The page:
3 Ways to Avoid Food Waste When Cooking Solo


Anyone else, not a fan of cooking for one? While there are benefits to cooking for yourself like getting to choose the recipes, no one can judge your combinations and if the food doesn’t turn out it isn’t a big deal. But with the benefits come the negatives like having no one to bounce ideas off of, it’s lonely and of course, you end up wasting a lot of extra food.

As someone who has been cooking for just herself for a while, the last one definitely gets me. Let’s face it, eating healthy isn’t the cheapest way to go. Not to mention, I don’t want the same thing every single day and things come in bulk (hello six heads of romaine lettuce). Unfortunately, I find myself throwing away so much food.

When you’re only cooking for one it’s hard. Ingredients are sold in single-sized portions. This year one of my goals is to save as much money as possible. One of the places I want to cut down spend from is grocery shopping. With that being said, I am sharing with you five ways to avoid food waste when cooking solo, so you can stop throwing away your money.

Shop for less, more frequently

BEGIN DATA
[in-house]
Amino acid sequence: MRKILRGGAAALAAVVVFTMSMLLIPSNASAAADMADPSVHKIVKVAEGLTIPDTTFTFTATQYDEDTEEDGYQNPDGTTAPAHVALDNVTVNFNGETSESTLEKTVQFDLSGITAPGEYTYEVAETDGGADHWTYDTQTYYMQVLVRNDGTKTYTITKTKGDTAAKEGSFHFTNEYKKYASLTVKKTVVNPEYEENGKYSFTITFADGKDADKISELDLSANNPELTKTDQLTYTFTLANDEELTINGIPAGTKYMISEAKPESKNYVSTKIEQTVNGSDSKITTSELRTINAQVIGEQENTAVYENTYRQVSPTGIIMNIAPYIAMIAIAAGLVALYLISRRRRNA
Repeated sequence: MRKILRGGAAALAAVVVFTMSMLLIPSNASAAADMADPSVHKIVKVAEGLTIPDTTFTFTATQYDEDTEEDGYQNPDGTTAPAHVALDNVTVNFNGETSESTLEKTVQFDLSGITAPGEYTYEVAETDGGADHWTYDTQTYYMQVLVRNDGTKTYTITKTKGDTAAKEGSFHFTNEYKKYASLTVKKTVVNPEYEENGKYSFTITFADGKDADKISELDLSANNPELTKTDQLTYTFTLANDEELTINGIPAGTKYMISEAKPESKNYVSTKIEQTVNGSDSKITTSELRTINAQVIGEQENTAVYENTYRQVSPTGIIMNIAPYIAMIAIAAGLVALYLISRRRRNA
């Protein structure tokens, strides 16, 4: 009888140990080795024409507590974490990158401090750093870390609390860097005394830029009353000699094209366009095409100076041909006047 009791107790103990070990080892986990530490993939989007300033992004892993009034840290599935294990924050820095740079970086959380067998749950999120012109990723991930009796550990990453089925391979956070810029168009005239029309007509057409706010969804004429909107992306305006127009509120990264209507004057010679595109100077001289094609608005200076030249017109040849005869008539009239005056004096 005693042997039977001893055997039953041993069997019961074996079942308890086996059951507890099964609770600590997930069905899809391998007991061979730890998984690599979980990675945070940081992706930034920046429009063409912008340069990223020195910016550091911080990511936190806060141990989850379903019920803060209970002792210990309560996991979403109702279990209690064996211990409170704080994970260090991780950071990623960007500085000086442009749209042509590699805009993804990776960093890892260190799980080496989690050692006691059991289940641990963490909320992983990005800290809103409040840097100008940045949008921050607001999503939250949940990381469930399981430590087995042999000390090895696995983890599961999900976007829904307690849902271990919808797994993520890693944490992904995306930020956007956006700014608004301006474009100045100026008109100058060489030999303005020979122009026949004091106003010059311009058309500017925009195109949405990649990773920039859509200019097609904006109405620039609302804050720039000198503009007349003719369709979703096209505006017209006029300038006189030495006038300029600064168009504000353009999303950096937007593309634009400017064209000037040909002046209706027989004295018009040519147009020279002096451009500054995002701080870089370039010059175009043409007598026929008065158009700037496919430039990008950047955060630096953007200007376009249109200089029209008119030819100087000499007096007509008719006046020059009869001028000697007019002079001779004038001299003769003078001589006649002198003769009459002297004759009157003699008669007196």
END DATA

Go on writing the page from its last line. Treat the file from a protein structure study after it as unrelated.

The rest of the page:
If you’re only buying what you know you will make later that night or even for the next couple of days, you won’t buy extra things that you might not end up using. This makes meal planning even easier because you are no longer planning out for the week. Produce spoils rather quickly, so I have discovered that stopping at the grocery store every couple of days after work has really made a difference.


Can’t use an ingredient for more than two meals, don't buy it
This can be a hard rule to follow, especially if you think a certain ingredient will really make the meal, but it’s definitely a necessary one. If you can only find one recipe that you like to use that specific ingredient in, and it doesn’t require the whole can or bag, you likely will not use the rest before it goes bad - therefore you should probably find a different recipe to make. Even if you do not have two meals in mind think about if it is a flexible item that can easily be incorporated into other things. For instance, I know I can use a green pepper in scrambled eggs, in a salad or eat it with hummus.

Pro tip: Come up with a repertoire of go-to leftover meals or snacks. For instance, if you have greens like spinach leftover, you could add them to a smoothie, random veggies can be thrown into a salad or sauteed and then added to rice bowls. 

Move items you need to use to the front of the refrigerator
This seems like common sense, however, we all know that things get lost in the back of our refrigerators. I mean, think of how many times you have found something rotten in your fridge, not only is it a waste of money, but it probably made you have to clean your fridge and waste time you could have spent doing something else. If it’s in the back of the refrigerator it will get lost, therefore if you have it right in front of you at eye level, you’re sure to use it.

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